Varsities must open their books

Angie Motshekga, the minister of education, during a breakfast meeting with some of the top matric achievers from the class of 2018. Picture: Tebogo Letsie
Angie Motshekga, the minister of education, during a breakfast meeting with some of the top matric achievers from the class of 2018. Picture: Tebogo Letsie

Each year, Basic Education Minister Angie Motshekga, supported by her nine MECs and other bureaucrats, and watched by millions, unleashes a public spectacle about how a cohort of pupils performed at the end of their matric year. To the extent that our primary concern as a nation is that we churn out a citizenry that achieves a Grade 12 pass, the fanfare is justified.

But the main challenge, I posit, is that our higher education sector is ill-equipped to accommodate the number of those who pass matric and, almost equally importantly, the nation pays little attention to how our higher education system is aligned to the needs of our changing, but also struggling, economy. I revert to the latter later.

Once the basic education minister is done with her annual matric results fanfare, I suggest it is followed up by an event hosted by Higher Education Minister Naledi Pandor, at which she tables the performance of various universities, and thus gives us a sense of our national performance.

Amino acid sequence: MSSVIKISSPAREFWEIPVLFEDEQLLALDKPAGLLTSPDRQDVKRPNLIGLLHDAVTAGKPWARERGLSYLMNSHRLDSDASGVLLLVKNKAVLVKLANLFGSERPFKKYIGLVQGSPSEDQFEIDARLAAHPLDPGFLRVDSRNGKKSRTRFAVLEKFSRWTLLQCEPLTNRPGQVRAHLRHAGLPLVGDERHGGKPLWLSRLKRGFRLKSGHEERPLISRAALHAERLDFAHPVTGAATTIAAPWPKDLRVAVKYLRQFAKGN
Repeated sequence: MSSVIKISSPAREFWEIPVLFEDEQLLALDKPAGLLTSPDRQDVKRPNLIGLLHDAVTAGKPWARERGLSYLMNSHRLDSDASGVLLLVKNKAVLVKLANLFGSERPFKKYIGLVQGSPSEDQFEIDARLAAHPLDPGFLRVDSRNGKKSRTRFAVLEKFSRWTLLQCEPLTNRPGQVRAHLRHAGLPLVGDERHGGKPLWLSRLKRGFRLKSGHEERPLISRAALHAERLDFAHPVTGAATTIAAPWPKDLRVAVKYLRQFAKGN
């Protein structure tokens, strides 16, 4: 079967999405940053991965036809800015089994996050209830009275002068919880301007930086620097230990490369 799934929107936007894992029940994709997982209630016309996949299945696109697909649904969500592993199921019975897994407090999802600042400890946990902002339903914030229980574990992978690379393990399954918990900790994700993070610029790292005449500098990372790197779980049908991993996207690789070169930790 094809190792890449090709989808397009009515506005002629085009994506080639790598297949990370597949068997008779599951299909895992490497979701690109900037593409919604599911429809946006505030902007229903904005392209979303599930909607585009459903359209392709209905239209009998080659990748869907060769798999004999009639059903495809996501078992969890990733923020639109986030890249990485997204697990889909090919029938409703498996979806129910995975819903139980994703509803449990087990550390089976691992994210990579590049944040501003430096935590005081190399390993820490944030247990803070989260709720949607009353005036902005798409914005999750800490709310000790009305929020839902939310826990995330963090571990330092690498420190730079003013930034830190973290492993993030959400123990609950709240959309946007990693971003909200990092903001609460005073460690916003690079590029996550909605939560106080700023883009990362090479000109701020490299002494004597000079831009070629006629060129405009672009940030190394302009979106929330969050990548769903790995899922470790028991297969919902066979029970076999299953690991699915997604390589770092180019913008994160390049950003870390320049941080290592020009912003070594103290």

We are told that the universities of Witwatersrand, Pretoria and Cape Town are some of the best we have. But what constitutes the “best”? Do average South Africans know what is being measured against what and to what end?

Over the past two weeks, parents and prospective students faced disappointment as they stood in soul-crushing queues, some sleeping at university entrances, hoping for admission to institutions of higher learning.

Sadly, universities can only accommodate a fraction of those who get bachelor passes in matric. And the more the pass rate improves, as it ought to, the more young people there will be who must deal with this frustration and disappointment.

It would therefore make sense for the higher education minister to face the nation, supported by various vice-chancellors, and table the performance data for the sector over the previous academic year.

Pandor ought to say how many of those pupils who received bachelor passes have been admitted to our universities. What courses are being pursued? How does the pass rate in mathematics and physical science affect admissions in the engineering, computer science or information technology fields, for example? What is the likely impact of these to the economy? What needs to be done at high school level to ensure the challenges are obviated?

In the end, there has to be alignment between university intake and what our economy requires.

We also need to know how many honours and master’s students graduated in the previous academic year, for example. What are the predominant fields? How are we correcting the imbalances of the past?

If corporate South Africa complained 10 years ago that the country had few black chartered accountants, how is the picture changing as each academic year passes? Which universities are not coming to the party and what is being done to ensure they do?